There are five prepaid plan options that cover tuition and most mandatory fees at Florida’s 12 state universities and 28 colleges. (Photo: CENTRAL FLORIDA FUTURE FILE)
QUESTION: We want to save for our kids' college expenses. Their wonderful grandparents started 529 savings plans last Christmas. Should we consider the Florida Prepaid?
Baldwin: If you want to save for your kids' college tuition and fees, this goal can be definitely achieved by buying Florida Prepaid plans. These plans are priced annually based on the age of the child and their future college expenses are paid at today's prices. Given the history of college inflation, that's a deal.
These plans are guaranteed with a contractual obligation by the state of Florida. Tuition and local fees, and an optional dorm plan are available and priced based on today's rates.
If you looked at the Florida Prepaid before and were shocked at the cost, look again. There was an historic price rollback this year and the cost of these Prepaid Plans were reduced by as much as 50 percent with some plans dropping to levels not seen since 2007.
There are five Prepaid Plan options that cover tuition and most mandatory fees at Florida's 12 state universities and 28 colleges. The contract cost for a newborn plan in 2014 was approximately $54,000 and it dropped to $27,000 this year.
These plans were designed primarily for Florida students, but they are flexible enough to be used at schools nationwide including technical
schools and private institutions. And if your little Brainiac qualifies for a full scholarship, the plan may be transferred to a family member or refunded.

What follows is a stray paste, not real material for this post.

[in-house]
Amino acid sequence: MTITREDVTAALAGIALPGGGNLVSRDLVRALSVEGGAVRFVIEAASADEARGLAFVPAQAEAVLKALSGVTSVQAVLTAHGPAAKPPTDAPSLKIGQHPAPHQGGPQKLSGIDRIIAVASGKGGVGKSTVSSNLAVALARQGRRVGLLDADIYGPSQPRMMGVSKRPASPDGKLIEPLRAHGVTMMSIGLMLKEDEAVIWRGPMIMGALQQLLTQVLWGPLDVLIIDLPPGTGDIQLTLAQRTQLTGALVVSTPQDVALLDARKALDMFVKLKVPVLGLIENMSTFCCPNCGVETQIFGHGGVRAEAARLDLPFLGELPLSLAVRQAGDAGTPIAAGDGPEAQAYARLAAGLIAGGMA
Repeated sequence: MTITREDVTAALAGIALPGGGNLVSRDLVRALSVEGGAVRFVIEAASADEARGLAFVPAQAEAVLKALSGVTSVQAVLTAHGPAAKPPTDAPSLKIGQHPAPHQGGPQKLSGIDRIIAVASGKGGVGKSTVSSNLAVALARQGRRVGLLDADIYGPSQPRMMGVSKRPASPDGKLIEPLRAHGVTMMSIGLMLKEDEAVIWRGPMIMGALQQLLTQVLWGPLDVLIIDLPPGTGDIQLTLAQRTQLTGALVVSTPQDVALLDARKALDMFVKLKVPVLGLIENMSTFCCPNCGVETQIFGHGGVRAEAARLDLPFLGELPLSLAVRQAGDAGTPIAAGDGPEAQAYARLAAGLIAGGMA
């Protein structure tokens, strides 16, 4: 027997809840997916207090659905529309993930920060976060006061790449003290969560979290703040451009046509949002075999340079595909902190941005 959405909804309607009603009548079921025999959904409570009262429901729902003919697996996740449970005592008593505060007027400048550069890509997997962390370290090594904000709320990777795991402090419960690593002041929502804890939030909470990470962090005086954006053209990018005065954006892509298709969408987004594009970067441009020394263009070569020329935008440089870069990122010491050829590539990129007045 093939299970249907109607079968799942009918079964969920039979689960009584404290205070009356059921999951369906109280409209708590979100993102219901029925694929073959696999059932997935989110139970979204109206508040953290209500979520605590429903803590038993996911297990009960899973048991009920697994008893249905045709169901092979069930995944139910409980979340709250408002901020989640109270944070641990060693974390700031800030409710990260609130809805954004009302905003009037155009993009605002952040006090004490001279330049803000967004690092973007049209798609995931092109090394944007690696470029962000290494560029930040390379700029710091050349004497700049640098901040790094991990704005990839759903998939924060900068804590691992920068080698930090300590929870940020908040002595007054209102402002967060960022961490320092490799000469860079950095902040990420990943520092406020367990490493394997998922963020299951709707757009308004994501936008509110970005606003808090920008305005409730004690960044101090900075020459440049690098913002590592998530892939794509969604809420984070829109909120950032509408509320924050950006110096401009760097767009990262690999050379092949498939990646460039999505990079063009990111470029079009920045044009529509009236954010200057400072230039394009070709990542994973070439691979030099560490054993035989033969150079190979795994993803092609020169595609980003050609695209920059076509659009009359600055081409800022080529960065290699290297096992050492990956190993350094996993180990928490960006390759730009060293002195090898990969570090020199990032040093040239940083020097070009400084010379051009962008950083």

Don't miss the enrollment deadline of Feb. 28. And if you don't have ready cash, check out the payment options; lump sum, a 55-month schedule, or a monthly plan. Payments start April 20; details are available at www.myfloridaprepaid.com.
And thank those practical grandparents. Even with a Florida Prepaid Plan, kids also need books, computers, supplies, room and board. The 529 plans can be used to cover these qualified educational expenses.
The big difference between 529 plans and Florida Prepaid is the guarantee by the state of Florida on the Prepaid while 529 plans are invested in (the occasionally volatile) financial markets. You're also paying for college based on today's tuition rates with the Prepaid.
Starting this year, there is a federally approved new type of 529-ABLE for Americans living with disabilities. The 'Achieving a Better Life Experience' Act can be used by families for future disability expenses to supplement private insurance and public benefits. Watch for Florida to enact this.
Don't neglect your retirement savings while you're planning for your children's college. Your kids may not want a roommate if your retirement funds dry up.
Mary Baldwin, CFP is an independent, fee-only financial planner at Baldwin and Associates in Indian Harbour Beach. You can contact her at 321-428-4555 or Mary@MEBaldwin.com. Send your financial questions to Business@floridatoday.com
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